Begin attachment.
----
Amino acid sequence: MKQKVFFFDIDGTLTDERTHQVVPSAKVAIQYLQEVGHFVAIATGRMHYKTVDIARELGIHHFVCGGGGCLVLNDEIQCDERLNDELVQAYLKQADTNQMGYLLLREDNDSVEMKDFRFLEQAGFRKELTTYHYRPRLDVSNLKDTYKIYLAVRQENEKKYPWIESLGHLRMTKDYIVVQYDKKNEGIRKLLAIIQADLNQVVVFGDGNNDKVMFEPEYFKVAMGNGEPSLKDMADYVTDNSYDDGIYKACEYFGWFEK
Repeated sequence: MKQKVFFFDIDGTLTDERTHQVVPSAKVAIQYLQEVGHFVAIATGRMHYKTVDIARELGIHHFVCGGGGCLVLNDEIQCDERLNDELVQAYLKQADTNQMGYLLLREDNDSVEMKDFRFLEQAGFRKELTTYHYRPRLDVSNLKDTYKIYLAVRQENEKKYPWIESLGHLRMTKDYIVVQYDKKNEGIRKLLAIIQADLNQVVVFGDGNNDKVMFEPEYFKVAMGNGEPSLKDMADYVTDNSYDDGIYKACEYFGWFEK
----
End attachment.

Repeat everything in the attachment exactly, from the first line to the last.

Amino acid sequence: MKQKVFFFDIDGTLTDERTHQVVPSAKVAIQYLQEVGHFVAIATGRMHYKTVDIARELGIHHFVCGGGGCLVLNDEIQCDERLNDELVQAYLKQADTNQMGYLLLREDNDSVEMKDFRFLEQAGFRKELTTYHYRPRLDVSNLKDTYKIYLAVRQENEKKYPWIESLGHLRMTKDYIVVQYDKKNEGIRKLLAIIQADLNQVVVFGDGNNDKVMFEPEYFKVAMGNGEPSLKDMADYVTDNSYDDGIYKACEYFGWFEK
Repeated sequence: MKQKVFFFDIDGTLTDERTHQVVPSAKVAIQYLQEVGHFVAIATGRMHYKTVDIARELGIHHFVCGGGGCLVLNDEIQCDERLNDELVQAYLKQADTNQMGYLLLREDNDSVEMKDFRFLEQAGFRKELTTYHYRPRLDVSNLKDTYKIYLAVRQENEKKYPWIESLGHLRMTKDYIVVQYDKKNEGIRKLLAIIQADLNQVVVFGDGNNDKVMFEPEYFKVAMGNGEPSLKDMADYVTDNSYDDGIYKACEYFGWFEK